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Calcium fad demystified

Calcium works wonders only when taken in moderation. An overdose may have more side effects than benefits...

health and fitness Updated: May 30, 2011 01:44 IST
Relaxnews

Increasing calcium intake beyond a moderate amount does little to curb osteoporosis later in life, say researchers of a new study. While moderate amounts of calcium are vital for maintaining healthy bones, researchers from the University of Sweden found that increasing consumption beyond 700 mg — equivalent to 3 oz (85 g) of sardines and an 8 oz pot (227 g) of yogurt — made little to no impact at reducing the risk of fractures or osteoporosis later in life.



The study aimed to tackle a long standing debate on the daily calcium consumption required for healthy bones. For example, dietary guidelines for people over 50 vary around the world. In the UK, recommended calcium intake is 700 mg; 800 mg in Scandinavia; and 1,200 mg in the US. In their study, researchers reviewed the data of 61,400 Swedish women aged 63 to 93 who were followed up for 19 years from a Swedish mammography study carried out in 1987. Of this group, 24 percent had suffered a fracture, six percent of whom had suffered a hip fracture.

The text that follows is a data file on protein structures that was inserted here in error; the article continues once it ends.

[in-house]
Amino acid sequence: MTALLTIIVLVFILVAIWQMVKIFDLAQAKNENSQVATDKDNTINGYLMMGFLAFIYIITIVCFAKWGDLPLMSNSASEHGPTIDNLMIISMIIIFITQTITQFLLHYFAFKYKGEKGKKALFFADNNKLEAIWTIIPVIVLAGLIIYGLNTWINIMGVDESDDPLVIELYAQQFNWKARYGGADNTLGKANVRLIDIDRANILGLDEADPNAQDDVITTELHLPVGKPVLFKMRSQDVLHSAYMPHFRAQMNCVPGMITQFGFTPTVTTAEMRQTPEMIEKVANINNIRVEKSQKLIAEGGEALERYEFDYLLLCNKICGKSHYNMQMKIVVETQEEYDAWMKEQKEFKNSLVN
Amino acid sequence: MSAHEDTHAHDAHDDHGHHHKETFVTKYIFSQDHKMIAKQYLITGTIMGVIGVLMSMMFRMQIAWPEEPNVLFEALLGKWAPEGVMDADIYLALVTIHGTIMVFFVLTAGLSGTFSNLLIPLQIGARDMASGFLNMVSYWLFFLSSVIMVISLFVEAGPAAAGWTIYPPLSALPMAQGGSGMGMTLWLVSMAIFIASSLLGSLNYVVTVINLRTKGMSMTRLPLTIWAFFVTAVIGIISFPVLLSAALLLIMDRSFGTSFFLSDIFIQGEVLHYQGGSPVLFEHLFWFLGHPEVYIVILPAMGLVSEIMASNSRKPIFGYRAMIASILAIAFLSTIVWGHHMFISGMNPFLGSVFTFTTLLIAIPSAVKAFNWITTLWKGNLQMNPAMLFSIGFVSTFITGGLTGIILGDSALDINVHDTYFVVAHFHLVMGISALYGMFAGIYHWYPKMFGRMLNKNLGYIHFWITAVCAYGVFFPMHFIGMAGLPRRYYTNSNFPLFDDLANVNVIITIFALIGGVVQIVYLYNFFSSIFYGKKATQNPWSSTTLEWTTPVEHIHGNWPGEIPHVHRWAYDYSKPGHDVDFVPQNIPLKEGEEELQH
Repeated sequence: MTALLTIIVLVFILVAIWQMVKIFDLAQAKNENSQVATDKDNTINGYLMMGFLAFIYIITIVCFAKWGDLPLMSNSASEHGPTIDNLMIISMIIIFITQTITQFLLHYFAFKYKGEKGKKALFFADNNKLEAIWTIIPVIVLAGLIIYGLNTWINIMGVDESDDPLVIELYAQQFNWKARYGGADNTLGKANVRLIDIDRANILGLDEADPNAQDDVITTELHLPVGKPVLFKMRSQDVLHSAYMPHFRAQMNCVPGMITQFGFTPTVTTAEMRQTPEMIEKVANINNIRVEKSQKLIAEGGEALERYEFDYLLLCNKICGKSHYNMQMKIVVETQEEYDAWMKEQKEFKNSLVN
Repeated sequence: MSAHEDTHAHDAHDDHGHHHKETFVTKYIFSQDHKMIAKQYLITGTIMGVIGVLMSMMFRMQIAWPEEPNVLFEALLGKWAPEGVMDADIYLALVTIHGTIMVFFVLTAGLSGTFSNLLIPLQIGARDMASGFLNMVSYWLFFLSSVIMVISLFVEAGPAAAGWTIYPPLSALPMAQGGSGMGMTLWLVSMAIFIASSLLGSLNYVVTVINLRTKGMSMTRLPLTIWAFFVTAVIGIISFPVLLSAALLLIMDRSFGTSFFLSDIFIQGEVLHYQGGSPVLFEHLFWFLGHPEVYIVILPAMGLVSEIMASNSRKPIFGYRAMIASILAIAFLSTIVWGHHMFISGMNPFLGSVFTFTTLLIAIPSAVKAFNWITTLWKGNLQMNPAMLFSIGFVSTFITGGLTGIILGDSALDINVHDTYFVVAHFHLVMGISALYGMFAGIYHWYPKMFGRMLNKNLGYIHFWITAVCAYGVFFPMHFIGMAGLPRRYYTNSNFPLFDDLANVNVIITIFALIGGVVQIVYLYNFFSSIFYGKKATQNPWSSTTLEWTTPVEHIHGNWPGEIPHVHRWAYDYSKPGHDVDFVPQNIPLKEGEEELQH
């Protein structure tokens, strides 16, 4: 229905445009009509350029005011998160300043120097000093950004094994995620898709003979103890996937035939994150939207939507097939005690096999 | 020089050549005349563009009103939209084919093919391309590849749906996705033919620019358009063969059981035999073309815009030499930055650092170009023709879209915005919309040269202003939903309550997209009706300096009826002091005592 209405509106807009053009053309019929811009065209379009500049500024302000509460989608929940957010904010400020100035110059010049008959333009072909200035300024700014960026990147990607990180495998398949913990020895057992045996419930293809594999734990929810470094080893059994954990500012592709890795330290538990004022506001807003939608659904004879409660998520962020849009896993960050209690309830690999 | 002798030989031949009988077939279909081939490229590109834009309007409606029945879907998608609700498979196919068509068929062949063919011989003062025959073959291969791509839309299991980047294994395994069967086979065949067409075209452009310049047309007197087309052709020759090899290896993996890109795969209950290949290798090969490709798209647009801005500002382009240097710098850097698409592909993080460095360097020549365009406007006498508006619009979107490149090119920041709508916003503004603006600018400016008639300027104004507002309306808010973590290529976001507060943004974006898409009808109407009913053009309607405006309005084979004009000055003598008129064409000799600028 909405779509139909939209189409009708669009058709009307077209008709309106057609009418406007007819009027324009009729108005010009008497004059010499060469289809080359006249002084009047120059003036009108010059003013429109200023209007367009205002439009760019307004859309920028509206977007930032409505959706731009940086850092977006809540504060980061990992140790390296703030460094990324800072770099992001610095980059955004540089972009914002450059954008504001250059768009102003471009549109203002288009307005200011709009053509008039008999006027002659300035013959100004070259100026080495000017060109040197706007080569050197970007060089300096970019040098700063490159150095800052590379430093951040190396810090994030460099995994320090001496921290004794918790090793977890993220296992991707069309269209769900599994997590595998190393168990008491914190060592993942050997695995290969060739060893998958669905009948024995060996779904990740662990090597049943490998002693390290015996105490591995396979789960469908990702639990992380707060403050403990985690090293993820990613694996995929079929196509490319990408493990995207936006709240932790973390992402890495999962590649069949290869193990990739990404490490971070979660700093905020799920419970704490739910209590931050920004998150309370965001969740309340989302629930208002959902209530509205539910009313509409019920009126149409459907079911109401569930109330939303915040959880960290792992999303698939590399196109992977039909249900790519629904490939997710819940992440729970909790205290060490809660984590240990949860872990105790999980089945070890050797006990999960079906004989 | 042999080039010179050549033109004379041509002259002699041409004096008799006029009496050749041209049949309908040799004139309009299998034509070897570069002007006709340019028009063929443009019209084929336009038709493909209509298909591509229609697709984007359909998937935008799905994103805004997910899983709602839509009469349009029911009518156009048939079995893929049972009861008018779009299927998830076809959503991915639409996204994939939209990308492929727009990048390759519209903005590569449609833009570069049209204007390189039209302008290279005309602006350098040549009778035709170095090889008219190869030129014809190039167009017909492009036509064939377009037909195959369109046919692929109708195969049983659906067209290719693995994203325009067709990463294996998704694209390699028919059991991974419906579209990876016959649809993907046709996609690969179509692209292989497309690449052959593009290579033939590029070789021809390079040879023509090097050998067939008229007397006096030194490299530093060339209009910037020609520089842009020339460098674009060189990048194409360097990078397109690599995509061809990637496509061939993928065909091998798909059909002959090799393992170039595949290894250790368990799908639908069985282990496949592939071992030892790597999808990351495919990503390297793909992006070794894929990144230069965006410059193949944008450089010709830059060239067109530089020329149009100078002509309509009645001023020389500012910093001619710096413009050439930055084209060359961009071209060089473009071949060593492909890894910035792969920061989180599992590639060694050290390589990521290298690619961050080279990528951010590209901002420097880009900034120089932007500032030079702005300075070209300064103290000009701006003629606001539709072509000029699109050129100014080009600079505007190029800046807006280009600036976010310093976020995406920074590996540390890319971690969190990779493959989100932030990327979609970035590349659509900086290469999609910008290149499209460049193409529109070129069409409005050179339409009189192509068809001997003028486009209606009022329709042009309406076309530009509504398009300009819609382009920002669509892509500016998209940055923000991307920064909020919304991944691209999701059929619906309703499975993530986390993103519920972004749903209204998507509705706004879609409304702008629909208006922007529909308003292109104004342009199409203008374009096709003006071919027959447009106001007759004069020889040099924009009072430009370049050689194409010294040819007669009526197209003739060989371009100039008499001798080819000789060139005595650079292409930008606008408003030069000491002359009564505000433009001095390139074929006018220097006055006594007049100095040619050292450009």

Through a series of questionnaires asking participants about their diet, calcium intake, use of supplements, multivitamins, menopausal status, and lifestyle habits, scientists found that women who consumed around 750 mg of calcium had the lowest risk of fracture. Those who increased their calcium consumption, however, did not experience a reduced risk.



In fact, researchers said there is some evidence that high calcium consumption may actually increase the rate of hip fractures.


Similarly, a study published last month in the same journal also suggested that there could be too much of a good thing with calcium. The study addedto mounting evidence that calcium supplements can increase the risk of cardiovascular events like heart attacks in older women.